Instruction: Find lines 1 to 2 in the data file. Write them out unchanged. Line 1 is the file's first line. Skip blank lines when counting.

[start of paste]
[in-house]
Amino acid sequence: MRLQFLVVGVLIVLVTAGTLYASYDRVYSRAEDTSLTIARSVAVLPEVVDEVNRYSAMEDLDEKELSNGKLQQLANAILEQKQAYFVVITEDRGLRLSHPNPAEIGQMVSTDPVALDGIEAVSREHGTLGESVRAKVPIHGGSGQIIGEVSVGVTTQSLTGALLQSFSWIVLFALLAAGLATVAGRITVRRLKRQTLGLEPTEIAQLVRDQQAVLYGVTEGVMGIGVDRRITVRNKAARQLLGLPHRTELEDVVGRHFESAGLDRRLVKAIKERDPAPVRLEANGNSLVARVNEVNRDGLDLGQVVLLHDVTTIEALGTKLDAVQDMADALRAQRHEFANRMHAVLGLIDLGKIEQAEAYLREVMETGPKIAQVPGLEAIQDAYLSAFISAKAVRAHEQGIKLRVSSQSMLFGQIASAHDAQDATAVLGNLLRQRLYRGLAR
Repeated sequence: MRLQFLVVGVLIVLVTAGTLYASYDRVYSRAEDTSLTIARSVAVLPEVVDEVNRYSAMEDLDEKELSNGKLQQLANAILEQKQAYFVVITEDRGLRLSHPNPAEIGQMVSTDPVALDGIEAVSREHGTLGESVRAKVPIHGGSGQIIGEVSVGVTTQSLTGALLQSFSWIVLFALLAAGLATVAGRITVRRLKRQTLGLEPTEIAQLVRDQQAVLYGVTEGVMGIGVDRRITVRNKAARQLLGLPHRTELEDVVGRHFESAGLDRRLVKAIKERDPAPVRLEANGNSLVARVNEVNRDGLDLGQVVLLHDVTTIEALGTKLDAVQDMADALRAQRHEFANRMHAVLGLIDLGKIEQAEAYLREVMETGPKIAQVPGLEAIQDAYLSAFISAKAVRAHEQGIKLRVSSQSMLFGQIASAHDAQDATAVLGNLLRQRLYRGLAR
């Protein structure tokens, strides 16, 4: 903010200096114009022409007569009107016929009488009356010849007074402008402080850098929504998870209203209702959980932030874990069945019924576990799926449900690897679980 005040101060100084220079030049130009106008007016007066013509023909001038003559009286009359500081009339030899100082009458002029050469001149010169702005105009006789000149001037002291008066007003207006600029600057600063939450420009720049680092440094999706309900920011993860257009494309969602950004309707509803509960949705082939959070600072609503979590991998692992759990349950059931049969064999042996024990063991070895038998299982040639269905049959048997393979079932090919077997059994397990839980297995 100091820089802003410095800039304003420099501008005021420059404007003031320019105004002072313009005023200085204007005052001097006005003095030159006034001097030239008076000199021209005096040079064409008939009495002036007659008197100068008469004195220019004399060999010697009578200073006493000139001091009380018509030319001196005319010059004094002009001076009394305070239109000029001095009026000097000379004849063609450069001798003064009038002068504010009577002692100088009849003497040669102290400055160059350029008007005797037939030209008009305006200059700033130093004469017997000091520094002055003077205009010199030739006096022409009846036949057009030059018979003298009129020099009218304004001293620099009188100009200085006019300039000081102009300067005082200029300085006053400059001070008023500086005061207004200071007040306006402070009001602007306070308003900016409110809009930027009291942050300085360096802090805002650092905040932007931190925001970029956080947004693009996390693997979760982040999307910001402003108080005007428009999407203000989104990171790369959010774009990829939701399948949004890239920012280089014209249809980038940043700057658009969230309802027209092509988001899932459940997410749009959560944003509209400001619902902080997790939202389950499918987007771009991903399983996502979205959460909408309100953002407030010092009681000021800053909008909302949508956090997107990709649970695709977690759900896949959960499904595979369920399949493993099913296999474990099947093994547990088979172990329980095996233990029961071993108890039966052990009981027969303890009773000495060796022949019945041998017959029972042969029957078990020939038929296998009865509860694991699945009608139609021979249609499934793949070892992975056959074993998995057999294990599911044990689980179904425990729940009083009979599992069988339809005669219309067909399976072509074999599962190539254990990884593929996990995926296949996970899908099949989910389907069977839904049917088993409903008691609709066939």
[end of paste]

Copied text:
[in-house]
Amino acid sequence: MRLQFLVVGVLIVLVTAGTLYASYDRVYSRAEDTSLTIARSVAVLPEVVDEVNRYSAMEDLDEKELSNGKLQQLANAILEQKQAYFVVITEDRGLRLSHPNPAEIGQMVSTDPVALDGIEAVSREHGTLGESVRAKVPIHGGSGQIIGEVSVGVTTQSLTGALLQSFSWIVLFALLAAGLATVAGRITVRRLKRQTLGLEPTEIAQLVRDQQAVLYGVTEGVMGIGVDRRITVRNKAARQLLGLPHRTELEDVVGRHFESAGLDRRLVKAIKERDPAPVRLEANGNSLVARVNEVNRDGLDLGQVVLLHDVTTIEALGTKLDAVQDMADALRAQRHEFANRMHAVLGLIDLGKIEQAEAYLREVMETGPKIAQVPGLEAIQDAYLSAFISAKAVRAHEQGIKLRVSSQSMLFGQIASAHDAQDATAVLGNLLRQRLYRGLAR